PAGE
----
PB: Do you think it’s necessary for the Ravens in addressing wide receiver to find someone who’s truly not just someone who’s maybe willing to block begrudgingly but find someone who really takes it as part of their craft?
CC: That’s your wish list, but you’ve got to be careful. The first thing is you better find somebody they have to defend. You want a guy that alters the coverage, a guy that can beat man-to-man coverage because they see a lot of one-on-one coverage. So if you have guys that can’t beat man, that’s not going to help yourself when you throw the football. I’m not dismissing the value of blocking in their offense, because it’s a rather unique offense. But what really scares you if you have to defend them is if you can’t cover one of their receivers one-on-one because you’re not going to be able to double him because you need the other safety to be able to be assigned to the quarterback to support on the run.
PB: The Ravens have a lot of picks in this year’s draft. Could you see a world in which this is the year for the Ravens to try to be bold to address an issue they have, whether that’s edge rush — because it doesn’t look like there’s a great edge rush class outside of the top of the draft — could you see them trying to be bold? Or do you just think that’s very un-Ravens-like for them to try to use their picks that way?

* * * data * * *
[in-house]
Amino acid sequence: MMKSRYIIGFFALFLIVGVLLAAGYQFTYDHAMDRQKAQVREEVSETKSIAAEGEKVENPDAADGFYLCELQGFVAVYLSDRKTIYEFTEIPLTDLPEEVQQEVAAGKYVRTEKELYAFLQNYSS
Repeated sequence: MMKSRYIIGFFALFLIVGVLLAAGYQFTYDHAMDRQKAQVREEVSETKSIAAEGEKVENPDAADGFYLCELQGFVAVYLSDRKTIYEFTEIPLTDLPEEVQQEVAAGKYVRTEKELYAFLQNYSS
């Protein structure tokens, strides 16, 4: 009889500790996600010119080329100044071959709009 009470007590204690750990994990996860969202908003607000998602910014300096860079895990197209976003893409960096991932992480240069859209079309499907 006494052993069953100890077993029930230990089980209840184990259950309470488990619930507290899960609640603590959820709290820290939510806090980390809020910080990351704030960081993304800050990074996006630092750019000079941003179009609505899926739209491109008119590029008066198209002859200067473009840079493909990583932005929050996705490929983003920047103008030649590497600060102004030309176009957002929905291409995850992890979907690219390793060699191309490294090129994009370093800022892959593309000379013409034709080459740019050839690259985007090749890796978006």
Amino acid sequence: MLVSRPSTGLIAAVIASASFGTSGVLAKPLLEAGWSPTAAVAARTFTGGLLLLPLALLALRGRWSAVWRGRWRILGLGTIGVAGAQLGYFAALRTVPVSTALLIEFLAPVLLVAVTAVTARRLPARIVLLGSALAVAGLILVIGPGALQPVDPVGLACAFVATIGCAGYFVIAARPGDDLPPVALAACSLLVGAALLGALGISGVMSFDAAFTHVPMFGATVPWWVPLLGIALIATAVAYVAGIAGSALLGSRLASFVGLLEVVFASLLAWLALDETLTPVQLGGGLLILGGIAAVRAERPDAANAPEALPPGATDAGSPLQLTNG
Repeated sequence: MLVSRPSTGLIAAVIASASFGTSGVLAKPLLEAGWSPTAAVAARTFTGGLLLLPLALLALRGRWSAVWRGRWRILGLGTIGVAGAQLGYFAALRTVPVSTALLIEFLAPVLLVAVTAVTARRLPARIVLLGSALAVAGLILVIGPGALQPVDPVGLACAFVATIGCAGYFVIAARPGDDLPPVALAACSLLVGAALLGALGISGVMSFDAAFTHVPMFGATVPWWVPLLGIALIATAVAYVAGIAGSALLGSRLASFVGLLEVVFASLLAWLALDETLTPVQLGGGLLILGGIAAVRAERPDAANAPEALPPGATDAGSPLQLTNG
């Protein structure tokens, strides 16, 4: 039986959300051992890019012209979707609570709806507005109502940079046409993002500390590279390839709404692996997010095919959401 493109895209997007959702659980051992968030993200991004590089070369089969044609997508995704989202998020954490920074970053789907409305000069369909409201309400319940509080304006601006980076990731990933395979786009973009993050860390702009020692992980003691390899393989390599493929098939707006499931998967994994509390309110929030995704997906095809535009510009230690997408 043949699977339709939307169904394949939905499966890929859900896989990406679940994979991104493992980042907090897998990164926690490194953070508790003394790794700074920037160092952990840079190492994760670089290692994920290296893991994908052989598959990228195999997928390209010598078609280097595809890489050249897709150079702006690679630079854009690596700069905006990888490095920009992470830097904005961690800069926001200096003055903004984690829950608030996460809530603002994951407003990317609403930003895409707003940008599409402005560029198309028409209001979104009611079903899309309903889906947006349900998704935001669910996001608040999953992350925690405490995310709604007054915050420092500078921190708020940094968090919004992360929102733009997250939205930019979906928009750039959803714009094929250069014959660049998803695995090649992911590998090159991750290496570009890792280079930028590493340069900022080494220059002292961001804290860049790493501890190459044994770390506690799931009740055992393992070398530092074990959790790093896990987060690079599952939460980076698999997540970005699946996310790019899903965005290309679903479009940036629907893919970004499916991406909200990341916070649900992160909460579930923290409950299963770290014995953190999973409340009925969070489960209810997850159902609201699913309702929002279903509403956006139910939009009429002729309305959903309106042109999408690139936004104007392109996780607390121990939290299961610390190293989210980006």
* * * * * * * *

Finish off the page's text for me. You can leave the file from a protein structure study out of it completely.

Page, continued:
CC: Well, this is the year not to be bold. This is the year to collect picks and get extra picks because of so many unknown issues in the draft with these players. So you’re liable to be better off with a couple of thirds and a couple of fourths than trading up to get one guy. Now, if the board says, “Go get that guy,” that’s fine. I’ve always been for that. But you’re also going to have the advantage that this is a team that does a good job scouting. There’s going to be a lot of unknowns with players as this thing goes on. You might be sitting there doing a heck of a job with your extra picks.
For more from Casserly, listen to the full interview here: